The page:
Last spring semester, Project 18 also helped sponsor Corey Ciochetti, an ethics professor at the University of Denver, to speak to Aspen High School students and, in a separate event, school parents. Project 18 partnered with the school district and the Aspen Education Foundation to make that happen. The entities hope to produce a series bringing two to three speakers a year to the schools, Belinski said.
First Saturday Club, an extension of Camp SmashBox during the school year, will also start back up this fall.
"It's kind of to give parents a break and free babysitting," Gilbert said. "And then we ask that they teach their kids about service, so kids are coming and … handing us their donation that goes to the cause of the week."
Last year First Saturday Club participants raised about $3,000 for various causes, Gilbert said. She hopes this year to choose one cause for the event to unite around throughout the year.
In addition to being counselors for Camp SmashBox, high school students can participate in the Teen Advisory Council, which this summer created a Kindergarten Readiness Camp. Gilbert told the teens that many children in the Roaring Fork Valley don't have access to preschool, and the council members wanted to start one.
"Well darn if they didn't do it all by themselves," Belinski said.
Gilbert helped set up meetings with Basalt and Aspen elementary schools, and the teens created a week-long camp that prepared 5-year-olds for a school setting, including thing like how to stand in a line, how to sit in a circle and listen, how to take turns, Gilbert said. The camp was entirely free, too.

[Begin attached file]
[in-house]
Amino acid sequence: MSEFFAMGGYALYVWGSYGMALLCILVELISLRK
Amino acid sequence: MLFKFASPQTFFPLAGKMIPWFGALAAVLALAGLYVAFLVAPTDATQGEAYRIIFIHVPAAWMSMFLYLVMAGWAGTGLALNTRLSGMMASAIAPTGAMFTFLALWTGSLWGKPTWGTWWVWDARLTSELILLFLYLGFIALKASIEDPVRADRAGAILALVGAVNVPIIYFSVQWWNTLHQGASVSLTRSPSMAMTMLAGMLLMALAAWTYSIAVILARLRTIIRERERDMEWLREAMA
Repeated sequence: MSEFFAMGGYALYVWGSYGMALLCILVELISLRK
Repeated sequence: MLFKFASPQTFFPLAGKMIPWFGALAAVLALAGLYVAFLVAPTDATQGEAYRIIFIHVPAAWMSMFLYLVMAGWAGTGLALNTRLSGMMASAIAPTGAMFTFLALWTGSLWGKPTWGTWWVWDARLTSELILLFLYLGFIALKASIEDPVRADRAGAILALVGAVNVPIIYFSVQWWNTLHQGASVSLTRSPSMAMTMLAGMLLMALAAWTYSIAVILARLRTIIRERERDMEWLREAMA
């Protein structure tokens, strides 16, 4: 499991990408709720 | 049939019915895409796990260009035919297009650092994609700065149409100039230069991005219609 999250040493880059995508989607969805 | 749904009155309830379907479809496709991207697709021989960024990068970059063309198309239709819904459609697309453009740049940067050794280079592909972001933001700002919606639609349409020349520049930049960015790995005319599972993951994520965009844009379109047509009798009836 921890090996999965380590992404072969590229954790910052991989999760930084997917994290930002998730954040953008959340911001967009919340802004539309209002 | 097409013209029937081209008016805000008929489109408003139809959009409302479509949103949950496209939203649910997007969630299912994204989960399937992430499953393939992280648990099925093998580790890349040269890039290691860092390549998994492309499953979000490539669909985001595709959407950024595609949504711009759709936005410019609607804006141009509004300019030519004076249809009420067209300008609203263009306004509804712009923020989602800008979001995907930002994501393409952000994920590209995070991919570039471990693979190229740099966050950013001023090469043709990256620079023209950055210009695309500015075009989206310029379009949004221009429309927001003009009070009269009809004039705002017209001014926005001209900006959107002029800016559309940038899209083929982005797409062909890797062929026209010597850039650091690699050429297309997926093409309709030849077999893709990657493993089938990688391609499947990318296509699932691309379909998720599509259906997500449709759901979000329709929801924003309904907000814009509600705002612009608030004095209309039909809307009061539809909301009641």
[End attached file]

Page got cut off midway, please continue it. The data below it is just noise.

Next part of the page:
"The kids were so sweet, they're excited to go to kindergarten so they were excited to be quiet," Gilbert said. "And the high schoolers are really excited to build that program next year."
Kristin Craig, whose daughters Bailey and Millie Everhart have been involved in chapel programs for years, said her daughters are more self-assured thanks to their experiences.
"Kara (Gilbert) herself has just been another mentor," Craig said. "I'm OK with the fact that sometimes you don't want to talk to your mom about something. Just knowing that Kara is another person that I respect her opinions, I respect her beliefs, and that my daughter can go to her for another source of support."
Katrina Johnson, whose three oldest children attended Camp SmashBox this summer, shared that sentiment.
"I hope that later on when they do run into problems and they do need some guidance they have someone to talk to, because they're not going to run to me," Johnson said. "Seeing that they're building that type of network for kids, to have that I think is just wonderful for kids to grow up with something like that."
Johnson said her family attends chapel services sometimes but that that's not why her kids attend SmashBox. The Johnsons recenlty moved to the valley from California and have no extended family here, and Johnson said Project 18 provides a network of support for them.
"It's just a support group to raise children," Johnson said. "It takes a village to raise kids. It gives me that other part that I can't provide. … I must say if it would be more religious I probably would be a little more turned off."
Craig said Millie, who's starting eighth grade, will likely continue in the program through high school.
"They've created such an environment that it's fun, it's accepting, it's powerful, and I think what's really cool is she knows it's good for her, I've never had to say, 'Oh you gotta go do this,'" Craig said.
Trending In: Snowmass
- Felony charges filed against Aspen teen who crashed Tesla into river, injured passengers
- Ex-biker entrepreneurs from Emma pitch their Kitty Kasas on Shark Tank Sunday
- Trap-kill may be only option for West Glenwood mountain lions (video)
- Willoughby: The split personality of Aspen Mountain’s Spar Gulch
- How to see the super blood wolf moon on Sunday